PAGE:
Moving to a Retirement Home

By:  Katy Curry  ©

my first galaxy hair!Here I sit, writing this blog avoiding the inevitable — packing and moving.   My husband’s health hasIMAG0038[1] gone downhill for some time, and it is appropriate for him to begin life in one, in the independent living end…  Me?  Well, there you see me with my teal and pink hair.  I am overweight and tend toward the lazy, but I do not need the care offered in one of these communities, yet I find myself going.

It ‘s hard to find a community that will not fleece your wallet and will take care of your loved one the way they promised you they would.  In Florida, I have been fortunate.  We did have to pay an entrance fee which will secure care for life.

The one accepting us is truly a gift from God.  Our buy-in cost, by God’s God’s Grace, significantly reduced; they are giving me a complete closet organizer!   Our apartment is a likable size and includes a tiny but full kitchen, living/dining room, front Porch, bathroom with walk-in shower, a regular coat closet and a huge walk-in closet.

I do not know if I can publish the name of where we are going, but will say it is in the Port Charlotte at this time so that I will avoid it.

I had anticipated the need for such a move and started looking at various facilities.  Cost wise, they were all pretty comparable. However, there was an extensive range of accommodations, amenities, ratings, etc.

Most places would charge something similar per month as we are paying, but often the units were smaller by one hundred to two hundred square feet, only one other facilities offered porches, while other amenities such as a swimming pool, art classes, sewing classes were non-existent as well.  If one lives in an environment where there is little to do, you sit in your room and age and age and age.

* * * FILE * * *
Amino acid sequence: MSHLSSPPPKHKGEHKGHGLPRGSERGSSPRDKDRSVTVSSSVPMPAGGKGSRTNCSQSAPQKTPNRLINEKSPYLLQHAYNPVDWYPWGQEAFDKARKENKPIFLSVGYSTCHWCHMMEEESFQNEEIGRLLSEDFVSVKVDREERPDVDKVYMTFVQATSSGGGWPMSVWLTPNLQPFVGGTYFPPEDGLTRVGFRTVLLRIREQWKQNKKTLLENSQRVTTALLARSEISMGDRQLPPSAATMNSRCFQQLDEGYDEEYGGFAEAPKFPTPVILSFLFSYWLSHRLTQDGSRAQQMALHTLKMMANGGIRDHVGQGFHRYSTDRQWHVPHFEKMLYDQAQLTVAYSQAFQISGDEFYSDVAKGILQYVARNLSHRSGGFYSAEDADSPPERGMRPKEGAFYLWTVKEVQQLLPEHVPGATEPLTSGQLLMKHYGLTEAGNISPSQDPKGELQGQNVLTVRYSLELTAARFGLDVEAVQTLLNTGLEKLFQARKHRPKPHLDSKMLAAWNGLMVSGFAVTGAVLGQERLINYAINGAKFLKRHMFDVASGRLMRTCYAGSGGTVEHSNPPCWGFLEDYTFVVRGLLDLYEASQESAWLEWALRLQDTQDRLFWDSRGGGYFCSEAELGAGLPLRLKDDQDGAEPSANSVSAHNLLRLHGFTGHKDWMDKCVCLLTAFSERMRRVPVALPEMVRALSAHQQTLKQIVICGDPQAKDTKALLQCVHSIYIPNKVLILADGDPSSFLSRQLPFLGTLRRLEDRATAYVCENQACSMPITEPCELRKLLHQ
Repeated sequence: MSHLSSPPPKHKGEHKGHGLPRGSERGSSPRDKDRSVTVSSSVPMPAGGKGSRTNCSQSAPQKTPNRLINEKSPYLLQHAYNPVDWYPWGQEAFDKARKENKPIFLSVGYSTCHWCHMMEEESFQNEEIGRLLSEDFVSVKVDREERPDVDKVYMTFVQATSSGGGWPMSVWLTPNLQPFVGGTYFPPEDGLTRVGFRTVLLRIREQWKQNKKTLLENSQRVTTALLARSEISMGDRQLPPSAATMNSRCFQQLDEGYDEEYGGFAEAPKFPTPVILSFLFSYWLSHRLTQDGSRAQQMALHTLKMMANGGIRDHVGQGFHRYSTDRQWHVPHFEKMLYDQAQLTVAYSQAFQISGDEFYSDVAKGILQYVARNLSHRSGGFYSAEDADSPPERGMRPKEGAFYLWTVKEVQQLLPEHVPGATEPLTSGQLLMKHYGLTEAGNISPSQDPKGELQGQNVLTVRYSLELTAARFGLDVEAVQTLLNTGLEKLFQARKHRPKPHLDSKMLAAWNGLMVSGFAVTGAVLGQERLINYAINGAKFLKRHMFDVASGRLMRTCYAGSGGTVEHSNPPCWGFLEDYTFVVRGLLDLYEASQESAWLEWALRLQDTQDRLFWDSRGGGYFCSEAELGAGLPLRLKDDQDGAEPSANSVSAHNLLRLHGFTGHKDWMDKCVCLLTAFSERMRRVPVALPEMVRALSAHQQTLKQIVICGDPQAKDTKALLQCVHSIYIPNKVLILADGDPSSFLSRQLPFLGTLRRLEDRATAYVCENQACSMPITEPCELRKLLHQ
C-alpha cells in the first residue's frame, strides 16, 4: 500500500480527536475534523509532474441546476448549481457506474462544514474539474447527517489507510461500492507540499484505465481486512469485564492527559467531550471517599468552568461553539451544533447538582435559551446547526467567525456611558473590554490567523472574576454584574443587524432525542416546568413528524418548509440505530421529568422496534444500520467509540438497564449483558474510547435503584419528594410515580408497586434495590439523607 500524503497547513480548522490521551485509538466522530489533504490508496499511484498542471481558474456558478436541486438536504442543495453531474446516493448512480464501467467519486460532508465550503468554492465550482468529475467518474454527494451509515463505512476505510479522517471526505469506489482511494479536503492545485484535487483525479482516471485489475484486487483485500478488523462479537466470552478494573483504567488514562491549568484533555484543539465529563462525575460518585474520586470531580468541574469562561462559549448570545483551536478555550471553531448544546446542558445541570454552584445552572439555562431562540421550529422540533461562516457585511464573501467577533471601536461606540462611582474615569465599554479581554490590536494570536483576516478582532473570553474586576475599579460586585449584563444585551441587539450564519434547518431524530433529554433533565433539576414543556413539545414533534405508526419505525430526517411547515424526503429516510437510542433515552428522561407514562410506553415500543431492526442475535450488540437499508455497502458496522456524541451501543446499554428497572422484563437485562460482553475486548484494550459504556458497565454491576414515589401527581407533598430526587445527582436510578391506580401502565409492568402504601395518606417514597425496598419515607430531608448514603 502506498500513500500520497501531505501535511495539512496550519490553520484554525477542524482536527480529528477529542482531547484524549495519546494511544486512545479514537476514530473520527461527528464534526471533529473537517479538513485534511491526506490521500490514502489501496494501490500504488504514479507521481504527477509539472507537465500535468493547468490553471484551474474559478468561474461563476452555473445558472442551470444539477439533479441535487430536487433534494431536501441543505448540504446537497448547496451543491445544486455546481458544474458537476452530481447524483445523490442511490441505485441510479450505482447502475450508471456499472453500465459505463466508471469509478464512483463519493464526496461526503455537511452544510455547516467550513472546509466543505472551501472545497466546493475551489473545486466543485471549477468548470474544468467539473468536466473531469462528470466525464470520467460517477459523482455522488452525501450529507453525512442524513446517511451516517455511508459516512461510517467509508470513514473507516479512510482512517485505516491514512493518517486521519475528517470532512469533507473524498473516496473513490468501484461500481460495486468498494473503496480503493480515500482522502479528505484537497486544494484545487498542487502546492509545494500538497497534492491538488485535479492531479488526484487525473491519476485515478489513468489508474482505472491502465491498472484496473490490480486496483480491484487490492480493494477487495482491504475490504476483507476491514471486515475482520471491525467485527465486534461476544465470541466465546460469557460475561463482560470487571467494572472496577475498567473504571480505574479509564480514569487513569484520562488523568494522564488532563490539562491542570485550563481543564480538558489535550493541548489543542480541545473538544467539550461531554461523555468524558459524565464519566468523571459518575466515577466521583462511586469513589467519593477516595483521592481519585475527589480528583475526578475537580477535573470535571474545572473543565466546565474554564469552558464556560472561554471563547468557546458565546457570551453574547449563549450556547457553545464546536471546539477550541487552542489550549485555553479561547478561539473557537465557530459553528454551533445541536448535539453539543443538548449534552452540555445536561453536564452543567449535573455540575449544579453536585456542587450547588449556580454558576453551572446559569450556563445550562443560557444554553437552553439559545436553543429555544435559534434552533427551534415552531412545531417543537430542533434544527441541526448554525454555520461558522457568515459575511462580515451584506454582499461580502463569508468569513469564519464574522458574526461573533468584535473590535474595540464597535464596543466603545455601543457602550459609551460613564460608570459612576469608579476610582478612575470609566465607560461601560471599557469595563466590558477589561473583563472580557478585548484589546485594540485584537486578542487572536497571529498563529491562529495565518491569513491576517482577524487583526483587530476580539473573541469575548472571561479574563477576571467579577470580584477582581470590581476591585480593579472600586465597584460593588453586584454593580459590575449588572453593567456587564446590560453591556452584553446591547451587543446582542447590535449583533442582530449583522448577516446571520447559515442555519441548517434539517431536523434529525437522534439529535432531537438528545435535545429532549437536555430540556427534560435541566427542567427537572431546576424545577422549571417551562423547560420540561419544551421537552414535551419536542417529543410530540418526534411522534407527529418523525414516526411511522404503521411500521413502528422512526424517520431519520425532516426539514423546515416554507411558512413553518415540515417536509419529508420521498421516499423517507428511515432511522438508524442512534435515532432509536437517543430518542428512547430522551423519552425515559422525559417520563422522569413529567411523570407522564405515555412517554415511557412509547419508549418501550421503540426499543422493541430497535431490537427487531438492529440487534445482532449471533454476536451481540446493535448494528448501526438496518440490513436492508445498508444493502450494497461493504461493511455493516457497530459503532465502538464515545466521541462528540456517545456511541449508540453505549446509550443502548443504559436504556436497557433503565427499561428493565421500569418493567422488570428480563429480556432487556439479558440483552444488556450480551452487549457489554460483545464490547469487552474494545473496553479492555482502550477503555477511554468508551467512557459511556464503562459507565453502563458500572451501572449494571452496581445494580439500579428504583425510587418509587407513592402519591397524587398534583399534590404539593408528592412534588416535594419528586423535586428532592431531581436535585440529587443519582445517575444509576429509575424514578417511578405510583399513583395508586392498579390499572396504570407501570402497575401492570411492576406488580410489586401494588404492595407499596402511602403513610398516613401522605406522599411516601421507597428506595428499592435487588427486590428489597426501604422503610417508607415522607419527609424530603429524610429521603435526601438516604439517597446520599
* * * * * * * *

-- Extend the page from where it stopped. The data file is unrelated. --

We are well satisfied with the facility we are moving into, but we did a lot of research.  If you are seriously looking for a space for yourself or a parent, do some serious research.  By that, I mean not only visiting the facility but check them out through BBB, get on FaceBook and ask a general question if anyone has had dealings with the home or facilities. The research takes time, but it will produce a sound decision you will not regret.

If you have had dealings with a home for more than a day, consider, has anyone taken his glasses or dentures?  Have they been returned?  Given him food and water? Has the food been edible and appropriate for your loved one to eat?  I remember they had taken my grandmother’s dentures away and would not return them to her.  She would be served a lovely dinner of roast beef with mashed potatoes and gravy with some vegetable, but they did not return her dentures, give her a knife or cut her food for her.  We found she had to be hand fed to get any real amount of food into her.

Are they tying your loved one to the bed?  If he or she has a tendency to wander, it is easier to do this than keep track of them.    My mother was tied down when she was in the hospital.  She was delirious due to some medications and rather than calling the family so someone could sit with her, they tied her to the bed instead.  Something even worse happened to my grandmother; she was given sedatives on a regular basis so that the staff would not have to deal with her.  One night when she was left unattended in the shower, she slipped, fell and broke her hip.  Not too many months later she died.

Do things turn up missing?  Have you checked for reflexive defensive actions, cleanliness, suspicious marks or bruises?  You would be surprised at one can go on in an assisted care or full-service nursing home when there is no one there to see.   Personal visits are vital, especially during meal time.

Have I frightened you?  Good.  Terrible things can happen in these places if we are not careful.  Often it is just a matter of visibility and questions, lots,  of questions.  Never be afraid to ask, politely (or not so politely) challenge treatment or staff actions.  The care of your mother, father, child, or spouse is in the hands of these individuals.

Once a parent or grandparent is a patient, the one who gets the best care is the one who receive the most frequent and most insightful visits.  We are all human, and if someone does not get and receive visitors, their care will suffer.    There are some great homes out there, but finding the perfect one takes attention and interest.

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